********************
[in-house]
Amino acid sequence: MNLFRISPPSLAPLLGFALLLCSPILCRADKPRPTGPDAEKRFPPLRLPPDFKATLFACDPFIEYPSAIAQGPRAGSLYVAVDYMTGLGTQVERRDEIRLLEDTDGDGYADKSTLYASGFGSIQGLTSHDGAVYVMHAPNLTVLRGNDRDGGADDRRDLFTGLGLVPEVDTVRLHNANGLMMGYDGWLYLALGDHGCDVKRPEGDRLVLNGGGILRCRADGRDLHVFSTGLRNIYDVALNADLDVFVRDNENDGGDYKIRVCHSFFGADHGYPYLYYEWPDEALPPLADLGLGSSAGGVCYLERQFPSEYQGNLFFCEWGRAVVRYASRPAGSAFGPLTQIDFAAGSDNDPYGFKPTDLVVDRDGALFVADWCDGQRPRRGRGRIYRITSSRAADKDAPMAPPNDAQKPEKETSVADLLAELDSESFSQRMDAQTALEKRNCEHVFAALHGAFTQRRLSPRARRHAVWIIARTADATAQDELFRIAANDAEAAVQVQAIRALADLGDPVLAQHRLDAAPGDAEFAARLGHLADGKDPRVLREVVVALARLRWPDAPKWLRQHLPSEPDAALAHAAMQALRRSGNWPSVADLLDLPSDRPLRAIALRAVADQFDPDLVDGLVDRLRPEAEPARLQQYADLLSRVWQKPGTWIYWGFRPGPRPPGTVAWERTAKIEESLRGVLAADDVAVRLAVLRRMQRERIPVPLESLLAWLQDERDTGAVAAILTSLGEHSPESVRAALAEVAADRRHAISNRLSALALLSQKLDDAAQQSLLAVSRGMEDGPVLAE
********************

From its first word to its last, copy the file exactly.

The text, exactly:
[in-house]
Amino acid sequence: MNLFRISPPSLAPLLGFALLLCSPILCRADKPRPTGPDAEKRFPPLRLPPDFKATLFACDPFIEYPSAIAQGPRAGSLYVAVDYMTGLGTQVERRDEIRLLEDTDGDGYADKSTLYASGFGSIQGLTSHDGAVYVMHAPNLTVLRGNDRDGGADDRRDLFTGLGLVPEVDTVRLHNANGLMMGYDGWLYLALGDHGCDVKRPEGDRLVLNGGGILRCRADGRDLHVFSTGLRNIYDVALNADLDVFVRDNENDGGDYKIRVCHSFFGADHGYPYLYYEWPDEALPPLADLGLGSSAGGVCYLERQFPSEYQGNLFFCEWGRAVVRYASRPAGSAFGPLTQIDFAAGSDNDPYGFKPTDLVVDRDGALFVADWCDGQRPRRGRGRIYRITSSRAADKDAPMAPPNDAQKPEKETSVADLLAELDSESFSQRMDAQTALEKRNCEHVFAALHGAFTQRRLSPRARRHAVWIIARTADATAQDELFRIAANDAEAAVQVQAIRALADLGDPVLAQHRLDAAPGDAEFAARLGHLADGKDPRVLREVVVALARLRWPDAPKWLRQHLPSEPDAALAHAAMQALRRSGNWPSVADLLDLPSDRPLRAIALRAVADQFDPDLVDGLVDRLRPEAEPARLQQYADLLSRVWQKPGTWIYWGFRPGPRPPGTVAWERTAKIEESLRGVLAADDVAVRLAVLRRMQRERIPVPLESLLAWLQDERDTGAVAAILTSLGEHSPESVRAALAEVAADRRHAISNRLSALALLSQKLDDAAQQSLLAVSRGMEDGPVLAE